"Waste and the Phantom State: The Emergence of the Environment in Post-Oslo Palestine" by Sophia Stamatopoulou-Robbins
In 1995, the Palestinian Authority (PA) was established as an interim Palestinian government on shreds of land within the West Bank and Gaza. One of the new authority’s lesser-known administrative mandates is protection of the environment from pollution. Though the PA was to have a semblance of “self-rule,” the Oslo Accords that established the PA also stipulated that the latter seek Israeli approval when building most large-scale infrastructures—including those designed to manage waste. Meanwhile, emergent ideas about the environment defined it as a limitless expanse. The environment projected out from PA enclaves on thirty percent of the land in all directions—including into the air above and into the subterrain below. The Accords projected environmental responsibility into Israel proper as well as into areas it “shares” with Palestinians in the occupied territories. As a consequence, Palestinian waste infrastructures are objects of concern not only to the Palestinian communities they are designed to serve but also to the Israeli state, to Israeli settlements, to regional neighbors and to foreign donors in far-flung offices who are concerned with “environmental security.” This dissertation investigates a series of multimillion dollar PA projects aimed at protecting what came to be called the “shared” environment through management of Palestinian wastes. In doing so it analyzes the tension between the insistence, on the one hand, that the PA govern “its” population within strictly defined borders as part of a hierarchical system of nested sovereignties in which Israel’s is the superior form, and the imperative, on the other hand, that this territorially-defined, officially interim government perform care for the territory’s longterm ecological future.
It tends to be taken for granted that Oslo produced a period of separation by enclosing the West Bank and Gaza and cleaving them off from Israel proper. Millions of West Bank Palestinians are no longer permitted to work in, travel through or even visit Jerusalem or Israel. Israel has prohibited Israeli citizens’ entry into PA areas of the West Bank. This allows PA areas to appear relatively autonomous—insofar as they are viewed as separate from Israel. But in a number of significant ways, Israel continues to control and to direct the daily experiences and future possibilities of West Bank Palestinians. Separation and control are thus equally accurate characterizations of Palestinians’ experiences post-Oslo. This dissertation contends that their particular combination in the post-Oslo period has allowed people living in the West Bank to experience PA governance as what, borrowing a term I heard there, I call a phantom state (shibih dowlah). Palestinians see the limits of PA autonomy vis-a-vis Israel and the PA’s many donors. The PA is specter-like: an appearance without stable material follow-through. People nevertheless treat the PA as a matter-of-fact, tangible part of their lives: as an address for appeal, requests and complaints, as a distinct entity upon which responsibility, blame and, very occasionally, even praise is bestowed.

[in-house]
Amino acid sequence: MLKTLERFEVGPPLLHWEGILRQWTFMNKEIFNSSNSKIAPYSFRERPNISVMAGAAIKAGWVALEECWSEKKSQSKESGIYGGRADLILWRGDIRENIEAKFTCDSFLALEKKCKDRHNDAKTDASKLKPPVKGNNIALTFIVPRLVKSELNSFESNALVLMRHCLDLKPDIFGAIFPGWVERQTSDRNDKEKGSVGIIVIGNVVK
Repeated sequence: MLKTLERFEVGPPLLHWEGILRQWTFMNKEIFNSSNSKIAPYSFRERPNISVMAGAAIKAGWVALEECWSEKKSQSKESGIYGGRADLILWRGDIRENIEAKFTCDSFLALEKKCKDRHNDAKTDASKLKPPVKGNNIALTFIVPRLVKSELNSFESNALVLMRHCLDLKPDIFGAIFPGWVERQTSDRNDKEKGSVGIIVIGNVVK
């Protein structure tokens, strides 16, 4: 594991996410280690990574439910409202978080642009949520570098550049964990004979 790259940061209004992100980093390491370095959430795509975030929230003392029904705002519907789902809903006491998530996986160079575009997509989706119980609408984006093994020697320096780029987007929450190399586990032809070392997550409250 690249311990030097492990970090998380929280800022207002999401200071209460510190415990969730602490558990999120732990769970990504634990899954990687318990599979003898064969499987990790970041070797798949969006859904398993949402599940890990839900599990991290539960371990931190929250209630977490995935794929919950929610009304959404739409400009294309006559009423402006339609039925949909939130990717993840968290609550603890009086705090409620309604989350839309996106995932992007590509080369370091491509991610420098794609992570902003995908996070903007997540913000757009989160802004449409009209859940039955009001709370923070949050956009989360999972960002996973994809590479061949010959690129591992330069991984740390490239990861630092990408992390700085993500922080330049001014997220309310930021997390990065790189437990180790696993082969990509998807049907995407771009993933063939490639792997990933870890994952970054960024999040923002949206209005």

Studies of garbage at the turn of the twenty-first century show that modern waste has the capacity to destabilize and to undermine political systems because of the risks it is perceived to pose and because of the difficulty of keeping it stable and contained. Unlike water, oil and electricity, waste is an infrastructural substrate whose flows should move out from inhabited areas rather than into them. As mobile, abject matter that perpetually threatens the environment, it requires constant monitoring. It is managed at regional scales. In the Palestinian context, waste therefore reveals some of the spatial-geographical complexities that render the treatment of separation and control as an either/or dynamic impossible to sustain. It also reveals the ways in which believing both separation and control to be true for the people experiencing them in combination means living, working and planning within a logic of constant contradiction. Waste is not the only infrastructural substrate that reveals the Mobius strip of separation and connectedness of the post-Oslo period. But waste and its infrastructures are uniquely useful for showing the impossibility and the partialness of a politics of separation more broadly in an emergent era of environmental securitization. This dissertation thus analyzes an incommensurable tension in what Achille Mbembe has called a “late-modern colonial occupation” that operates in the style of older forms of indirect colonial rule. That tension renders governance of people and territory both difficult and incoherent. It produces environmental hazards while seeking to eliminate them. And it performs major political displacements among colonized and colonizers alike.